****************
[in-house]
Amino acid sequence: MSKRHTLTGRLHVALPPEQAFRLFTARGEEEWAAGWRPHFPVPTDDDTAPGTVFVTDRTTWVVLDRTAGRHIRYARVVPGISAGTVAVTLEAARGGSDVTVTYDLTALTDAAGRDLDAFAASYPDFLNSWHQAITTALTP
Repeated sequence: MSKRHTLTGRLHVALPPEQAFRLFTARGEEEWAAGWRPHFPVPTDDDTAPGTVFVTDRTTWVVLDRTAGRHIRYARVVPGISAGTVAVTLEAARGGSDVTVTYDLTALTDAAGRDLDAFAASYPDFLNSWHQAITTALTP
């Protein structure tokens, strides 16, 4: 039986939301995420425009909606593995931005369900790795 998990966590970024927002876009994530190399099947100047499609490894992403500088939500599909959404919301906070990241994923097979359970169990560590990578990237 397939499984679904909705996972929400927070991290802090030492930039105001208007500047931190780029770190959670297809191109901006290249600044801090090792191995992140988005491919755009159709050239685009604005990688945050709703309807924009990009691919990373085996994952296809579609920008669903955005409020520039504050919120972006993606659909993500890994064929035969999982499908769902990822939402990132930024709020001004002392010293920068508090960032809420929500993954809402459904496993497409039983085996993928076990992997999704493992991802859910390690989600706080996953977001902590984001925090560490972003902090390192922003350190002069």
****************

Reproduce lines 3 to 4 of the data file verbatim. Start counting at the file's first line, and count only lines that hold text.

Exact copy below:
Repeated sequence: MSKRHTLTGRLHVALPPEQAFRLFTARGEEEWAAGWRPHFPVPTDDDTAPGTVFVTDRTTWVVLDRTAGRHIRYARVVPGISAGTVAVTLEAARGGSDVTVTYDLTALTDAAGRDLDAFAASYPDFLNSWHQAITTALTP
């Protein structure tokens, strides 16, 4: 039986939301995420425009909606593995931005369900790795 998990966590970024927002876009994530190399099947100047499609490894992403500088939500599909959404919301906070990241994923097979359970169990560590990578990237 397939499984679904909705996972929400927070991290802090030492930039105001208007500047931190780029770190959670297809191109901006290249600044801090090792191995992140988005491919755009159709050239685009604005990688945050709703309807924009990009691919990373085996994952296809579609920008669903955005409020520039504050919120972006993606659909993500890994064929035969999982499908769902990822939402990132930024709020001004002392010293920068508090960032809420929500993954809402459904496993497409039983085996993928076990992997999704493992991802859910390690989600706080996953977001902590984001925090560490972003902090390192922003350190002069």